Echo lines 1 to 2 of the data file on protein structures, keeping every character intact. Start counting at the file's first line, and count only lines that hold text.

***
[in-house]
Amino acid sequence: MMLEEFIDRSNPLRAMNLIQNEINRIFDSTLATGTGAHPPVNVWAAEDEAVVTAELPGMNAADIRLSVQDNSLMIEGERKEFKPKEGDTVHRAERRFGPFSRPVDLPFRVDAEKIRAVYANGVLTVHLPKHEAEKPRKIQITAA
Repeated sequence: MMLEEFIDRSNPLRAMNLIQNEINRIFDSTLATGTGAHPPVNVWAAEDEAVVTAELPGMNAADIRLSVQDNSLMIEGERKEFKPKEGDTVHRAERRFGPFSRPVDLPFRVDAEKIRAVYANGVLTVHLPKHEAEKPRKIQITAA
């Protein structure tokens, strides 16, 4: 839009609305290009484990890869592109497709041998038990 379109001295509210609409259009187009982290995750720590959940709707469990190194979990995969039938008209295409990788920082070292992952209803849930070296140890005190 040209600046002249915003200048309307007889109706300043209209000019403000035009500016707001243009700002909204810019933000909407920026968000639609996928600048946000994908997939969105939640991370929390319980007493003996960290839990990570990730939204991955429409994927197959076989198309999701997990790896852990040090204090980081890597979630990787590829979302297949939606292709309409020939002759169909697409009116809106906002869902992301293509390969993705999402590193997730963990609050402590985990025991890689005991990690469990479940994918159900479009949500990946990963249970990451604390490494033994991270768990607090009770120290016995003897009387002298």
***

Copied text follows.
[in-house]
Amino acid sequence: MMLEEFIDRSNPLRAMNLIQNEINRIFDSTLATGTGAHPPVNVWAAEDEAVVTAELPGMNAADIRLSVQDNSLMIEGERKEFKPKEGDTVHRAERRFGPFSRPVDLPFRVDAEKIRAVYANGVLTVHLPKHEAEKPRKIQITAA